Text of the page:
More counting lambda terms

Yesterday someone submitted a comment to an old post of mine about counting linear lambda terms, asking the following question:

I am interested in a similar problem: given a natural number N, what is the number of different symply-typed closed lambda terms with size smaller than N?

They don’t need to be observationally different. They should be different modulo renaming of variables and types, though. So:

lambda x^A.x and lambda y^B.y

should be considered the same…

Do you know where I can find the answer? Answers using any kind of size measurement would be fine for me…

It’s an interesting question, and I thought it would make for a good way to illustrate one of my favorite techniques when trying to research a combinatorial question like this. Namely, write a program to compute the first few values by brute force, then look it up in the Online Encyclopedia of Integer Sequences and follow the references.

Let’s start with untyped lambda calculus terms.

> module CountSTLC where
> 
> type Nat = Int  -- just pretend

A type for deBruijn-indexed lambda terms.

> data Tm = Var Nat
>         | App Tm Tm
>         | Lam Tm
>   deriving (Eq, Ord, Show)

We’ll define the size of a term as the number of constructors used by its representation in the above data type.

> size :: Tm -> Nat
> size (Var _)     = 1
> size (App t1 t2) = 1 + size t1 + size t2
> size (Lam t)     = 1 + size t

Here’s a function to generate all the closed Tms of a given size. We pass along an index giving the current level of nesting (so we know what variables are available).

> genAll :: Nat -> [Tm]
> genAll = genAll' 0
>   where

There are no terms of size zero (or smaller).

>     genAll' _   n | n <= 0 = []

The only terms of size 1 are variables. We can choose to refer to any of the currently enclosing lambdas.

>     genAll' ctx 1 = map Var [0 .. ctx-1]

Otherwise, we could have an application (splitting the available size between the two sides in all possible ways) or a lambda (remembering to increment the nesting level).

>     genAll' ctx n = [ App t1 t2 
>                     | n1 <- [1 .. n-2]
>                     , t1 <- genAll' ctx n1
>                     , t2 <- genAll' ctx (n - n1 - 1)
>                     ]
>                  ++ (map Lam (genAll' (succ ctx) (n-1)))

Let’s see what we get:

*CountSTLC> genAll 4
[ Lam (App (Var 0) (Var 0))
, Lam (Lam (Lam (Var 0)))
, Lam (Lam (Lam (Var 1)))
, Lam (Lam (Lam (Var 2)))
]

Looks reasonable: there are four closed lambda terms of size 4. Now let’s count:

*CountSTLC> map (length . genAll) [1..10]
[0,1,2,4,13,42,139,506,1915,7558]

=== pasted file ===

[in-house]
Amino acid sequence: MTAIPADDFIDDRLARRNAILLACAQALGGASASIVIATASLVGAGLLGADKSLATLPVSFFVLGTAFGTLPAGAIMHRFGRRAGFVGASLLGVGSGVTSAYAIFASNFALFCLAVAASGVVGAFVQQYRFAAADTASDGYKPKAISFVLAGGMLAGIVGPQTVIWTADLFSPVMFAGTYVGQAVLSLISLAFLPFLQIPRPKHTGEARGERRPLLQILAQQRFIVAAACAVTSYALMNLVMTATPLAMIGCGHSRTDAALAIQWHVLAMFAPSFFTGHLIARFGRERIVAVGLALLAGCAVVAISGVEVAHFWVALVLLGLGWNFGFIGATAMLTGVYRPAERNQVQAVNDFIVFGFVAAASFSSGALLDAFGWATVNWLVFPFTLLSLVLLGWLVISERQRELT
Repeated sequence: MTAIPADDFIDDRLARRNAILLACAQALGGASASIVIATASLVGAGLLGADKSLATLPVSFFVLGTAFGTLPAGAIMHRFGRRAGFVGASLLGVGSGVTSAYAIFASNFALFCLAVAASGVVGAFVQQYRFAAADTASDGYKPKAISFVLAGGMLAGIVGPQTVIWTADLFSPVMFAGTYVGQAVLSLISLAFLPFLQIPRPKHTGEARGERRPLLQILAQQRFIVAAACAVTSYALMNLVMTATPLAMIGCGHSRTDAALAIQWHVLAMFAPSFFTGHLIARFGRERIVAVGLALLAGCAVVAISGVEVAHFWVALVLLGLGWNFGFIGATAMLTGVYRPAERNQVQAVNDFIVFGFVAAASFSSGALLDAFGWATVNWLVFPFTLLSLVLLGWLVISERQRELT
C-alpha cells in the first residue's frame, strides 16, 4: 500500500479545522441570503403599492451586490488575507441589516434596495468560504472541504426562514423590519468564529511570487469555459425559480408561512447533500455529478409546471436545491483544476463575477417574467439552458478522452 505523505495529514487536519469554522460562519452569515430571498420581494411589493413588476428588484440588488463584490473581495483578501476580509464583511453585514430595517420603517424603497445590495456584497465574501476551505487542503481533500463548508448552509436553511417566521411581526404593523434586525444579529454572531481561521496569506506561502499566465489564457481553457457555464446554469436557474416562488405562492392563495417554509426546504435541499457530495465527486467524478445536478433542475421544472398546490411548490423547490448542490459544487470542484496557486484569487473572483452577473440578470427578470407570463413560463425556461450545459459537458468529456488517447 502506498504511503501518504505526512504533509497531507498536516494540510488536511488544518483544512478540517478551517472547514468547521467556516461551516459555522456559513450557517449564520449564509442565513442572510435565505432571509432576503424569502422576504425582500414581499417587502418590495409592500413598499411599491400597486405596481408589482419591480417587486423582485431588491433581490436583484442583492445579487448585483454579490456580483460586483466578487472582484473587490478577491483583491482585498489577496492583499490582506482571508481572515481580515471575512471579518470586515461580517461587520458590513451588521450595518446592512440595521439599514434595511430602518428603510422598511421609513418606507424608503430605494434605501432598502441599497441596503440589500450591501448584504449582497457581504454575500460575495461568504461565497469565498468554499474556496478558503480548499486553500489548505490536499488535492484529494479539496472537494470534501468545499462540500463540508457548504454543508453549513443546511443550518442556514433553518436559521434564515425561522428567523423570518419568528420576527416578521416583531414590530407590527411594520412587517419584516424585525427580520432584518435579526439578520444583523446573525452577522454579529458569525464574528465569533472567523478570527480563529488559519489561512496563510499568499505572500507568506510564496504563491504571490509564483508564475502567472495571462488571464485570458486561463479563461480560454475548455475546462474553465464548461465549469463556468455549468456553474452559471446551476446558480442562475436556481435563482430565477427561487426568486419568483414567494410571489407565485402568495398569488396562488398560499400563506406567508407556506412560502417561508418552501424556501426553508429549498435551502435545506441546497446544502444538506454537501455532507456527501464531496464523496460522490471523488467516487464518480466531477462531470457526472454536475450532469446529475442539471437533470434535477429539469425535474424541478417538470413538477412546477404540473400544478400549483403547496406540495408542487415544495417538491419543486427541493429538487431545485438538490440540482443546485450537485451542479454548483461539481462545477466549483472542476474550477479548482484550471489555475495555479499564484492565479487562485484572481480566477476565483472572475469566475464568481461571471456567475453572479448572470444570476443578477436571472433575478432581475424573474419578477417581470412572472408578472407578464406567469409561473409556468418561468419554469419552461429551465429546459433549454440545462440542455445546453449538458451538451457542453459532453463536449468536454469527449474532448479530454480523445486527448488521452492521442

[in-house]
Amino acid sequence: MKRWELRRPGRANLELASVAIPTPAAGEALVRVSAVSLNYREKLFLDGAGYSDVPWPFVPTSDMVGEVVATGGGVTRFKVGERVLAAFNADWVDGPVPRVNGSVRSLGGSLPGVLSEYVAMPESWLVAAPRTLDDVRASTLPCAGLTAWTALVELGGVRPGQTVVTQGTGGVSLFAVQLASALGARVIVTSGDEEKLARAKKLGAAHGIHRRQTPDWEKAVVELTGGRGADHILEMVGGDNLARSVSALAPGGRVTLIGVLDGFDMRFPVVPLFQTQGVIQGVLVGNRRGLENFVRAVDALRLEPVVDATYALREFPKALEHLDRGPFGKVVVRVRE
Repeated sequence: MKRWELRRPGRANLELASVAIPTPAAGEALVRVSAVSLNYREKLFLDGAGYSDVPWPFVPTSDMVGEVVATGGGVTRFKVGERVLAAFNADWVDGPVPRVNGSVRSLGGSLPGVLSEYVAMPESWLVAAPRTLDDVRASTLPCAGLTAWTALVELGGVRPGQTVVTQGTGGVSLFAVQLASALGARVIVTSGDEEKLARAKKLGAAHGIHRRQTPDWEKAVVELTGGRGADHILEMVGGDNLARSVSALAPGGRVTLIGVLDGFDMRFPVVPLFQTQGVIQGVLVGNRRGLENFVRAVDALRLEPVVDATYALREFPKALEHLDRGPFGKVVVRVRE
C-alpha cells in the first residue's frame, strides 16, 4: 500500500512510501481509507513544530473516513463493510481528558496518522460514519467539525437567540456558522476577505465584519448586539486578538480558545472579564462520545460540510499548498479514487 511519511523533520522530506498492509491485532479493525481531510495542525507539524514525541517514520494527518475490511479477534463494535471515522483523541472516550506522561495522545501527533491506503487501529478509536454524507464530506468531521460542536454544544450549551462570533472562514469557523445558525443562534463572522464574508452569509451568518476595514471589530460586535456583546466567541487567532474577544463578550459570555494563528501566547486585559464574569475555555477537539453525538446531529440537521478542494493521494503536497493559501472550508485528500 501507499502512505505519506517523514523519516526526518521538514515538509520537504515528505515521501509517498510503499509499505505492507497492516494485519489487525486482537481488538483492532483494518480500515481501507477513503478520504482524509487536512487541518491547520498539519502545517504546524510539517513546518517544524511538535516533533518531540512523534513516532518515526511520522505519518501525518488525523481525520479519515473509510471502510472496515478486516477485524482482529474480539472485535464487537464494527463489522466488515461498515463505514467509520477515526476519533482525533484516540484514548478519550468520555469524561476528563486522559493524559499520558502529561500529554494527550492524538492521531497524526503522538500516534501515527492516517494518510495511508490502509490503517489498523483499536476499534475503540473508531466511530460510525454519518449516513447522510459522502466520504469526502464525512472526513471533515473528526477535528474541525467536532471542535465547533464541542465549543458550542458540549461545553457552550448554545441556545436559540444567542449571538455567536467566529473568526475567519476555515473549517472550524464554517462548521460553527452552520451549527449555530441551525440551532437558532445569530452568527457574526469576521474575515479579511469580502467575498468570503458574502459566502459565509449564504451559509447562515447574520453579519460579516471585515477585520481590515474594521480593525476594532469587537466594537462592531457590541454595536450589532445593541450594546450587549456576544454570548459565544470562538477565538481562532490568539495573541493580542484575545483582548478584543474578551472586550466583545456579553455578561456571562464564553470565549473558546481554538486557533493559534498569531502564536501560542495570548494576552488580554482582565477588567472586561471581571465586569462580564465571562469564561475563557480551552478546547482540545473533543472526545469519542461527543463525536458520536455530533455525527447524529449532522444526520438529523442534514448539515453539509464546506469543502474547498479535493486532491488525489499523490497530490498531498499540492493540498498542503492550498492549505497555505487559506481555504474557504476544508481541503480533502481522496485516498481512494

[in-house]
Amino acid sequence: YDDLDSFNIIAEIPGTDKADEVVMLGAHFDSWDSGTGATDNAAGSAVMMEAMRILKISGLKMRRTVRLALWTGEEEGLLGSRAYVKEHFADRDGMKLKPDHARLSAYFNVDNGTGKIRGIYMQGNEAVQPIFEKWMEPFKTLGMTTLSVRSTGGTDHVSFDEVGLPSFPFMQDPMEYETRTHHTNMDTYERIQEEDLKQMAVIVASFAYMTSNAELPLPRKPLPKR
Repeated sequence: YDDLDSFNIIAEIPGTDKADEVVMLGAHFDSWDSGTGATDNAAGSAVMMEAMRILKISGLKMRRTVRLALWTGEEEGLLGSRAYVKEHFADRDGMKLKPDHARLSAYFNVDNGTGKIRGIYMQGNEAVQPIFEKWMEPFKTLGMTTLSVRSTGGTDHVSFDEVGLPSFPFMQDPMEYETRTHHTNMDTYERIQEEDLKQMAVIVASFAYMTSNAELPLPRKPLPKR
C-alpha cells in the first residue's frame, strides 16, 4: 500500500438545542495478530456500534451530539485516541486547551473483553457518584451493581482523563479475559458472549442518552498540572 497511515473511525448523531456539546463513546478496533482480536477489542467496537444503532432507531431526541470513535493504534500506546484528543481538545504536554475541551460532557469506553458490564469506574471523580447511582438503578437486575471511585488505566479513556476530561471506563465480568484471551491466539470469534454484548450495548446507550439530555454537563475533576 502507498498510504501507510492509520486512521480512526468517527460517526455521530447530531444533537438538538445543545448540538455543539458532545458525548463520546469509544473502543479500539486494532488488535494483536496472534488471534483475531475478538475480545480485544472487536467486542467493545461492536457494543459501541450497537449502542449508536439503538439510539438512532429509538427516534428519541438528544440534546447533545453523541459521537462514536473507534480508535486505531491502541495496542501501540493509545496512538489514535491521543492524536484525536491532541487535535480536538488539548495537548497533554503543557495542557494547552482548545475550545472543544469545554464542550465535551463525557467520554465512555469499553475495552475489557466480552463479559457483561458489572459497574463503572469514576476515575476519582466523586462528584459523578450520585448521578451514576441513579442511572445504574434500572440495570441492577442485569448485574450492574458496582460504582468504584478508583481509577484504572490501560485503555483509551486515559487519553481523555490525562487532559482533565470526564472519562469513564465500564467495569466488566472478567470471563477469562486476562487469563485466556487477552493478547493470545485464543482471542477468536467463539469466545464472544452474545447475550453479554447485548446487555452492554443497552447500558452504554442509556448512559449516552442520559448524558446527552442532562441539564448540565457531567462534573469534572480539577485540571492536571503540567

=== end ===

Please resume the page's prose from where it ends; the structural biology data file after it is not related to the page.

Searching for this sequence on OEIS turns up something promising, with a bit of information including a formula for computing the counts directly. It also has a link to someone’s research but unfortunately it seems dead. But it does have the email address of the person who submitted this sequence, and emailing him might be a good start!

This is all well and good, but the commenter actually asked for simply typed lambda calculus terms. The first size-4 lambda term above is not well-typed, since it involves a self-application. Can we modify our program to only generate well-typed lambda terms? This seems much more difficult. I may write about it in a future post. For now I’ll leave it as an exercise for the interested and motivated reader!

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5 Responses to More counting lambda terms

  1. Luke says:

    http://citeseerx.ist.psu.edu/viewdoc/summary?doi=10.1.1.95.2624

    I suspect this is the paper the broken link was referring to. It was on a server under the user id juewang, which is the author of this paper. The results seem relevant.

  2. Alexis D says:

    There is a paper [1] from the author of the OEIS note and another one [2] doing asymptotic enumeration.

    [1] http://arxiv.org/abs/0903.5505
    [2] http://www.siam.org/proceedings/analco/2011/anl11_03_bodinio.pdf

  3. John Tromp says:

    http://en.wikipedia.org/wiki/Binary_lambda_calculus#Lambda_encoding
    counts the number of closed lambda terms where size is measured in bits (for a straightforward binary encoding).
    OEIS entries A195691, A114851, and A114852
    list both simple and efficient Haskell programs for computing
    open, closed, and normal form terms respectively.

    regards,
    -John

  4. I published with Katarzyna Grygiel a paper entitled “Counting and generating lambda terms” http://arxiv.org/abs/1210.2610 which addresses in particular the problem of counting simply typeable terms. In particular, notice the sequence https://oeis.org/A220471 on the Online Encyclopedia of Integer Sequences.

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